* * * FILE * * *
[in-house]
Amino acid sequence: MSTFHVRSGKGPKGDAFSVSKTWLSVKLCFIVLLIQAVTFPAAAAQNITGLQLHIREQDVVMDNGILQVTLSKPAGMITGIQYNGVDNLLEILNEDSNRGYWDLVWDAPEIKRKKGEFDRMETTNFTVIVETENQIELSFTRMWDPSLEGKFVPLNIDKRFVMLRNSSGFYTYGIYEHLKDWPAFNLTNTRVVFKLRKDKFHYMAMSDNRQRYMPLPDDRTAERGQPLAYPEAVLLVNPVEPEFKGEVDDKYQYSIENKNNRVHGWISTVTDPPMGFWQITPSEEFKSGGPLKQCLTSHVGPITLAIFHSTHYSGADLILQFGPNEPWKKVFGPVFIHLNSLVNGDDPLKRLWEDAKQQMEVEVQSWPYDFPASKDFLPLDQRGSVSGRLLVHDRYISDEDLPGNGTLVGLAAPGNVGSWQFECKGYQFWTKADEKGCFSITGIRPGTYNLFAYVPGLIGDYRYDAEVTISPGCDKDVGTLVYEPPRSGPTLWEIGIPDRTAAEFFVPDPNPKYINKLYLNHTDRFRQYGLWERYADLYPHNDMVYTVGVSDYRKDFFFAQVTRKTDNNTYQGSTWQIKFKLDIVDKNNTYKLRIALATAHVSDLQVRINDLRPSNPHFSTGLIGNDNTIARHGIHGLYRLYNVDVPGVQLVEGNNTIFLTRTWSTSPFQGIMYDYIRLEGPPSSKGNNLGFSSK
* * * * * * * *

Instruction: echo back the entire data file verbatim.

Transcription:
[in-house]
Amino acid sequence: MSTFHVRSGKGPKGDAFSVSKTWLSVKLCFIVLLIQAVTFPAAAAQNITGLQLHIREQDVVMDNGILQVTLSKPAGMITGIQYNGVDNLLEILNEDSNRGYWDLVWDAPEIKRKKGEFDRMETTNFTVIVETENQIELSFTRMWDPSLEGKFVPLNIDKRFVMLRNSSGFYTYGIYEHLKDWPAFNLTNTRVVFKLRKDKFHYMAMSDNRQRYMPLPDDRTAERGQPLAYPEAVLLVNPVEPEFKGEVDDKYQYSIENKNNRVHGWISTVTDPPMGFWQITPSEEFKSGGPLKQCLTSHVGPITLAIFHSTHYSGADLILQFGPNEPWKKVFGPVFIHLNSLVNGDDPLKRLWEDAKQQMEVEVQSWPYDFPASKDFLPLDQRGSVSGRLLVHDRYISDEDLPGNGTLVGLAAPGNVGSWQFECKGYQFWTKADEKGCFSITGIRPGTYNLFAYVPGLIGDYRYDAEVTISPGCDKDVGTLVYEPPRSGPTLWEIGIPDRTAAEFFVPDPNPKYINKLYLNHTDRFRQYGLWERYADLYPHNDMVYTVGVSDYRKDFFFAQVTRKTDNNTYQGSTWQIKFKLDIVDKNNTYKLRIALATAHVSDLQVRINDLRPSNPHFSTGLIGNDNTIARHGIHGLYRLYNVDVPGVQLVEGNNTIFLTRTWSTSPFQGIMYDYIRLEGPPSSKGNNLGFSSK